Nigerian violence linked to amnesty cuts
A surge in violence aggravating an oil-production slump in Nigeria reflects the government’s pullback from an amnesty program for militants, says an analyst at Verisk Maplecroft, Bath, London.
Senior Africa Analyst Malte Liewerscheidt says the new government of President Muhammadu Buhari plans to cut stipends and allowances for former militants this year by more than two thirds.
“The predictable result is that this has driven militants back to the creeks” in the oil-producing Niger Delta, Liewerscheidt says.
The former government implemented the amnesty program in 2009 in response to several years of militancy that damaged pipelines and production equipment.
Oil flow down
In February, sabotage of a marine pipeline cut flow through the important Forcados Crude Oil Terminal by as much as 250,000 b/d. A new group called Niger Delta Avengers claimed responsibility (OGJ Online, Apr. 22, 2016).
The International Energy Agency this month estimated Nigerian oil production fell to 1.62 million b/d in April from 1.68 million b/d in March and 1.76 million b/d in February. IEA estimates the country’s production capacity at 1.9 million b/d.
Although the Forcados terminal is expected to resume operations in June, problems continue.
This month, an explosion forced Chevron Corp. to close a near-shore valve platform that had been handling 35,000 b/d of crude. The same group claimed responsibility.
And gunmen killed two guards at a security post in the Niger Delta and, in a separate attack, three soldiers in Bayelsa state.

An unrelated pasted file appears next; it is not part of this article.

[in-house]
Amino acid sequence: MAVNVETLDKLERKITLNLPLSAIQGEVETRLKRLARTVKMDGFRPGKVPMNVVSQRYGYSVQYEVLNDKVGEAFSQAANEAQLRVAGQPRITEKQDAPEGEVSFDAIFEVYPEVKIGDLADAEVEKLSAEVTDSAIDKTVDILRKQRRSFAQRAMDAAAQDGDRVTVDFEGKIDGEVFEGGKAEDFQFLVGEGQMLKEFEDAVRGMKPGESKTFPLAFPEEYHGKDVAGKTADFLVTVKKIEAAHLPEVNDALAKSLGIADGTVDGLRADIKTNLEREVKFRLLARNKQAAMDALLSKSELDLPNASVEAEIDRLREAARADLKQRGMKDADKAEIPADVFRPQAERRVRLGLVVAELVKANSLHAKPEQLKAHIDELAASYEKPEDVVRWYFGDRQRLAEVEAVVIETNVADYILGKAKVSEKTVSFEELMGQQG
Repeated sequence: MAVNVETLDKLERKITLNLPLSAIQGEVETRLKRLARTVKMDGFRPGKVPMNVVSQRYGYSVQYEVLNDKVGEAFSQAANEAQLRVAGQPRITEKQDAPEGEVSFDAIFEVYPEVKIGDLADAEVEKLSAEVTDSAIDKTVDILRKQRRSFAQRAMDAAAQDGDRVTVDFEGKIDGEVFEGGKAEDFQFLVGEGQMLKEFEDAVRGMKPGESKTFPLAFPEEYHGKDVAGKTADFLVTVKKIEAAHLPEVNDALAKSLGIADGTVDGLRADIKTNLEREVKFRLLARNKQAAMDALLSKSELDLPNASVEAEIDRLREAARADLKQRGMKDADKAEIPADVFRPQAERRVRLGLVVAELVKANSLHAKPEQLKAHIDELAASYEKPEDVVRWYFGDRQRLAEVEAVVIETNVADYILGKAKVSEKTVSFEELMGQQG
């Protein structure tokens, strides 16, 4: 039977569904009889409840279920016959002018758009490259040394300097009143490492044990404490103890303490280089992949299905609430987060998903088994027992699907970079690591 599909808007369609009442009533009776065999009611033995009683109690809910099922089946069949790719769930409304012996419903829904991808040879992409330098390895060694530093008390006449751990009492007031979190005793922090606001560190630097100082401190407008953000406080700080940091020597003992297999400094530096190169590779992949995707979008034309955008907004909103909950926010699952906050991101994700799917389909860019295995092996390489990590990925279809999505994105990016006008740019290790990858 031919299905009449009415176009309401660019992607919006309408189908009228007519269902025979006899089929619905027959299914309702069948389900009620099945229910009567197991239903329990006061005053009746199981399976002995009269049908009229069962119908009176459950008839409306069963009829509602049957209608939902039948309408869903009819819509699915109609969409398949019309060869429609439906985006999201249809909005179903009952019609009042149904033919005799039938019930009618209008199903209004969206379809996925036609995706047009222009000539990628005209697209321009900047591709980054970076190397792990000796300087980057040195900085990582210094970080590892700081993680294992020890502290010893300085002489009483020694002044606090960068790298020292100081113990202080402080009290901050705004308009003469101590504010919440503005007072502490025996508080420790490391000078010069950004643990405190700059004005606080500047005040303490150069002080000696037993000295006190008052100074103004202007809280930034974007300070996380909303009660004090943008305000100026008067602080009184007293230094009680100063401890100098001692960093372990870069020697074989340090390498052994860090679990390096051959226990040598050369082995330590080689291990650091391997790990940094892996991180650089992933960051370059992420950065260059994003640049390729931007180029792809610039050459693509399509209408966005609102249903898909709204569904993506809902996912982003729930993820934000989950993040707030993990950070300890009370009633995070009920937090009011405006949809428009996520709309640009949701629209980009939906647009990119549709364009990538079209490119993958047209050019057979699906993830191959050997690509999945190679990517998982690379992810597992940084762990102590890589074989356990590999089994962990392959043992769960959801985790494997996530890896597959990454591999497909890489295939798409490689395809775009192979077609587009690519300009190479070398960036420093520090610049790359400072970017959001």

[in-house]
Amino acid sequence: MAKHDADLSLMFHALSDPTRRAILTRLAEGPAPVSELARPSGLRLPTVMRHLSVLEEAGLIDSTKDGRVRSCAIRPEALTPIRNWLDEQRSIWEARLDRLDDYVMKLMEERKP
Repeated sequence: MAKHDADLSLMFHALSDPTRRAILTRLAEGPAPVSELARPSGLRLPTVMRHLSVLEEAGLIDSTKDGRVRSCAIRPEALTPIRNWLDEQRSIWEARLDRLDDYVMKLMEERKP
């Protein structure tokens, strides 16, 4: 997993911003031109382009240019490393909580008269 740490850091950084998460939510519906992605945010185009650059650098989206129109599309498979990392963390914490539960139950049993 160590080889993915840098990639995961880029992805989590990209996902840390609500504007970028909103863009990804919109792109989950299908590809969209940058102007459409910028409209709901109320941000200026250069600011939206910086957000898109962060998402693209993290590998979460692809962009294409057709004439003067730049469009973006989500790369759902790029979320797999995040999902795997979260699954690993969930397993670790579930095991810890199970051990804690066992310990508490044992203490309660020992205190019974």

Also this month, Shell Petroleum Development Co. declared force majeure on exports of Bonny Light crude after the Nembe Creek Trunkline developed a leak thought to be unrelated to sabotage. According to press reports, the closure affected 75,000-78,000 b/d of crude.
Liewerscheidt says Niger Delta Avengers militants probably are disgruntled members of the Movement for the Emancipation of the Niger Delta (MEND), a large group active before the amnesty deal.
The new group echoes MEND’s calls for local control of oil revenue and raises a range of new demands. It probably comprises former rank-and-file MEND members, the analyst says, adding, “Most of the MEND leadership is arguably more interested in negotiating a deal to preserve the assets they acquired through pipeline security contracts handed out under the former government.”
According to the analyst, attacks on crucial pipelines and oil installations attests to the group’s ability to “inflict havoc” and to “its strategic intent to force oil companies into concessions.”
Liewerscheidt also notes that the new group has made overtures to activists seeking secession of the part of Nigeria formerly known as Biafra.